Manufacturer Anderson has decided to withdraw its pitch-polymer damp- proof course in response to cancer fears highlighted by the Health and Safety Executive, but rival manufacturer Ruberoid Building Products has decided not to follow suit.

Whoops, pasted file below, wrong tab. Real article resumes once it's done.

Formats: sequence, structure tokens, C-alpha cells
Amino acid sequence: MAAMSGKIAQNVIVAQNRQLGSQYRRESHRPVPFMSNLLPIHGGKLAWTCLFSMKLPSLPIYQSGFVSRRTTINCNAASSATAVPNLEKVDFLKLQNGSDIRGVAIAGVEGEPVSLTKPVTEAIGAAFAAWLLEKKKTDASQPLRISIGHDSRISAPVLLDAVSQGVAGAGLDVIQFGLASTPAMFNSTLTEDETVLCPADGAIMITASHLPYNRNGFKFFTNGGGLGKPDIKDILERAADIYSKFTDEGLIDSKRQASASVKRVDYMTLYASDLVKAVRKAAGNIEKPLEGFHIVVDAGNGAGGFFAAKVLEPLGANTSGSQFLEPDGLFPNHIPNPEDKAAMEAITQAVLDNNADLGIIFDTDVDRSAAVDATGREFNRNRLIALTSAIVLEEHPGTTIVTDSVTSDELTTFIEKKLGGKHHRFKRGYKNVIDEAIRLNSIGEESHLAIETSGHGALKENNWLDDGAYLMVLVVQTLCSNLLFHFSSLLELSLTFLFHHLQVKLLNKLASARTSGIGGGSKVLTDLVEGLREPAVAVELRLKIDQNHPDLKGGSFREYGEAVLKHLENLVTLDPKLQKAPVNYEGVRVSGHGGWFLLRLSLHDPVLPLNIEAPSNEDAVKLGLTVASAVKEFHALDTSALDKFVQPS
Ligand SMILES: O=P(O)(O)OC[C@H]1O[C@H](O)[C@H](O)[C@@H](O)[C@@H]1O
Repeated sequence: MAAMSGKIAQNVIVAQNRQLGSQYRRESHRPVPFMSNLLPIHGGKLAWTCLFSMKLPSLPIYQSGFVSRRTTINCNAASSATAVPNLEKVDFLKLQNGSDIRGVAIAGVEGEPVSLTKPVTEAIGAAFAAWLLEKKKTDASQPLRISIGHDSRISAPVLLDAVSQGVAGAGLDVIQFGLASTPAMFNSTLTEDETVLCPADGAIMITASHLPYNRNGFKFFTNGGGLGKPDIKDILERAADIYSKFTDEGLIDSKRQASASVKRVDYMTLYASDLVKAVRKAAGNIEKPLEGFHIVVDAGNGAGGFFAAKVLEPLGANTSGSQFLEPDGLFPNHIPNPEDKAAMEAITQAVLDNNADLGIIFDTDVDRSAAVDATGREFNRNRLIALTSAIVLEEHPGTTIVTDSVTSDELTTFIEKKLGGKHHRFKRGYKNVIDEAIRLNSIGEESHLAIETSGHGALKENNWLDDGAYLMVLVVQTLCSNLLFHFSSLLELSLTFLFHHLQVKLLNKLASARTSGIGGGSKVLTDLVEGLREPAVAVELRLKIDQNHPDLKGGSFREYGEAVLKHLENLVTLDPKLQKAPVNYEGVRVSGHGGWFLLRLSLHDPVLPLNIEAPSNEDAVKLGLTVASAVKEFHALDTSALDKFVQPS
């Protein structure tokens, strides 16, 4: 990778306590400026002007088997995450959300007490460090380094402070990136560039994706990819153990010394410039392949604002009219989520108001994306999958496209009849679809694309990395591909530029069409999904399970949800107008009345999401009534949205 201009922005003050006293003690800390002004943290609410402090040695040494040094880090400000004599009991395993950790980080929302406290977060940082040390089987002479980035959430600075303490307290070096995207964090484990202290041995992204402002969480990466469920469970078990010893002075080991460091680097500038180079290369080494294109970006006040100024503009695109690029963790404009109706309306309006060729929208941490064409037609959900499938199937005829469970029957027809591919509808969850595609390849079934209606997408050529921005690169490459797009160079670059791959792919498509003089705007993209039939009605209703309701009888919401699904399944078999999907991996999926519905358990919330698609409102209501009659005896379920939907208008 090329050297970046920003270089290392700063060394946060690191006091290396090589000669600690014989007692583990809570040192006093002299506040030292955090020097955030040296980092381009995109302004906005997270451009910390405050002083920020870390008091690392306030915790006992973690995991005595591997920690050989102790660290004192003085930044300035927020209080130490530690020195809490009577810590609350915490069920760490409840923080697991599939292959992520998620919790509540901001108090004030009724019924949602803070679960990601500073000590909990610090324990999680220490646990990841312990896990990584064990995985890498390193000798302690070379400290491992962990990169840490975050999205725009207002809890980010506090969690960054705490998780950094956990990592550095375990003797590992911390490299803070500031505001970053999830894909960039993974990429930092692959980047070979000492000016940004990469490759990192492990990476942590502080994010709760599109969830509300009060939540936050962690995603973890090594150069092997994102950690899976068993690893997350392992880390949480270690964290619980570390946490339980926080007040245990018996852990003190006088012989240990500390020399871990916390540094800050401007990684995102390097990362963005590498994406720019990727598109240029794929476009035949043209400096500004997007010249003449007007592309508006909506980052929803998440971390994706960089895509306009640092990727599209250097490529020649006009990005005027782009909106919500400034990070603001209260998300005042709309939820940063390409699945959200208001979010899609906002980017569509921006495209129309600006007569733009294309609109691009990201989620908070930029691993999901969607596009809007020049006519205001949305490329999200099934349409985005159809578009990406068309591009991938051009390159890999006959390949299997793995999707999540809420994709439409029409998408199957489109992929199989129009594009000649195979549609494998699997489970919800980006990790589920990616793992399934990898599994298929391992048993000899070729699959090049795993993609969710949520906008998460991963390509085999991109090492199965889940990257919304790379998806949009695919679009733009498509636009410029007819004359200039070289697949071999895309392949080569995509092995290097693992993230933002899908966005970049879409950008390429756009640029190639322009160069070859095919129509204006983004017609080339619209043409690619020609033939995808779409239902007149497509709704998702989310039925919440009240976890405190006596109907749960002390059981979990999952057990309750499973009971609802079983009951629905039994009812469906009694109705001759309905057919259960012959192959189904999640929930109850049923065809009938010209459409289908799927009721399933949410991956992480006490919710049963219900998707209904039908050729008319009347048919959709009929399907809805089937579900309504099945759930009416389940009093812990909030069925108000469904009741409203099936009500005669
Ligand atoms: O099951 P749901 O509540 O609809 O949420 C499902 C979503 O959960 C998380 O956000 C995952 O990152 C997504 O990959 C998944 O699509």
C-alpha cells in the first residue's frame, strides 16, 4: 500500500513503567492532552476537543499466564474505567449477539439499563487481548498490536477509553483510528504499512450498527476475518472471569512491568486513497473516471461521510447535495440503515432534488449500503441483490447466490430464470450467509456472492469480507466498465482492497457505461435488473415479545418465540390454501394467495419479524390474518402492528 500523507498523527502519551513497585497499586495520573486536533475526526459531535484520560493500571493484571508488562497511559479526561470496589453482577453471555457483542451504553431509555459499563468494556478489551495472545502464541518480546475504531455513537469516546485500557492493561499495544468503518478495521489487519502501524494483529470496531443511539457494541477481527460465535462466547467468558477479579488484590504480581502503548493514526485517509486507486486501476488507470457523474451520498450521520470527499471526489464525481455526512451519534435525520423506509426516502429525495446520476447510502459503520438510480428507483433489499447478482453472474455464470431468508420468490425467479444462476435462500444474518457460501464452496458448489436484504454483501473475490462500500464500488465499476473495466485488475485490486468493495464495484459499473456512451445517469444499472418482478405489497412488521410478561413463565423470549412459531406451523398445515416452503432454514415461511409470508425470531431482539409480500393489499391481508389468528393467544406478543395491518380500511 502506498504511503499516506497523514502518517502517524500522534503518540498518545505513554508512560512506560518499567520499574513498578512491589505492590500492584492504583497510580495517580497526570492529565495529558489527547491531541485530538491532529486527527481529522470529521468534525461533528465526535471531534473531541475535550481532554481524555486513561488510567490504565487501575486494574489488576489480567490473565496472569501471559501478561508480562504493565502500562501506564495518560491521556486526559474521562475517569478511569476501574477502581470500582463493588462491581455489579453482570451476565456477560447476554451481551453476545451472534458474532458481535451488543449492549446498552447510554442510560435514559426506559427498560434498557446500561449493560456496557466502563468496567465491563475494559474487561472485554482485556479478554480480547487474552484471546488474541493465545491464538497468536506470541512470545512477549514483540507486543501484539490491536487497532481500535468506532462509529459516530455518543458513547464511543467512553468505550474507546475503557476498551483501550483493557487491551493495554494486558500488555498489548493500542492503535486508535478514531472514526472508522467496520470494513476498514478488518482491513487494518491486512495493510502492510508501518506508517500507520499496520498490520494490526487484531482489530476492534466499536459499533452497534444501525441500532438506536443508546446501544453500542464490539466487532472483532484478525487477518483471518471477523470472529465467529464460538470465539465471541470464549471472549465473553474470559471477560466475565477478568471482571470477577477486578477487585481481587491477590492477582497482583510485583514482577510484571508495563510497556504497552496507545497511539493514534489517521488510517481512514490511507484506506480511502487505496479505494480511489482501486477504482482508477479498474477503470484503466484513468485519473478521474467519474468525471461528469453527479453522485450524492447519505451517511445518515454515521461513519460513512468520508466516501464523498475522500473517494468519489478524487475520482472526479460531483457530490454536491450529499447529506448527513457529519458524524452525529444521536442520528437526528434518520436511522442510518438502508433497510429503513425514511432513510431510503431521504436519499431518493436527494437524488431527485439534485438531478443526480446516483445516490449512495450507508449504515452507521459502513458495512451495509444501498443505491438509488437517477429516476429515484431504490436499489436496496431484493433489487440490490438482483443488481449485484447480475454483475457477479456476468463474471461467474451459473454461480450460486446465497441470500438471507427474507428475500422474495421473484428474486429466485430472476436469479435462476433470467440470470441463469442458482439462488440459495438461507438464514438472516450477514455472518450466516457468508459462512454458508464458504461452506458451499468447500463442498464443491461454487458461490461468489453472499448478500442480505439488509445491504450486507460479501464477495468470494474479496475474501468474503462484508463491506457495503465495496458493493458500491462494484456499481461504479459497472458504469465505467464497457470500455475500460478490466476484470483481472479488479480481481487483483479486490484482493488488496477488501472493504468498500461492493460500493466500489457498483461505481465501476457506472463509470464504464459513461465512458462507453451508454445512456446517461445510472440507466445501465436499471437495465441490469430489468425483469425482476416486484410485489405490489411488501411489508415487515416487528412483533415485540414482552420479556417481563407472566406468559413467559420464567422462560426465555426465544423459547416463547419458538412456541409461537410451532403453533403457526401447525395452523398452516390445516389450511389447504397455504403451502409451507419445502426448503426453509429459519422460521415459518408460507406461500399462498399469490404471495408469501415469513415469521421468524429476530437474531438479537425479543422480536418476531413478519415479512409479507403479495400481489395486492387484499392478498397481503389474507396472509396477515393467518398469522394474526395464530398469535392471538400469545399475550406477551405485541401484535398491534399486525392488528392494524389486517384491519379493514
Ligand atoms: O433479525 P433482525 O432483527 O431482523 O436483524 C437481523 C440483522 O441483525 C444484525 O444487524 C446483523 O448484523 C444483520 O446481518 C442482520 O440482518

Anderson was reacting to advice from the hse that these products carry pitch on their surfaces which can cause skin cancer. 'Although the risk can be reduced by wearing gloves and protective clothing, we believe it is our duty as a responsible supplier to design dangerous health hazards out of our products,' said Dr Roy Jenkins, Anderson's managing director. But Ruberoid argues that the testing method used by hse is flawed. 'When used under normal site conditions in accordance with Ruberoid's recommendations, Hyload dpc [Ruberoid's product] presents a negligible risk to health,' it said.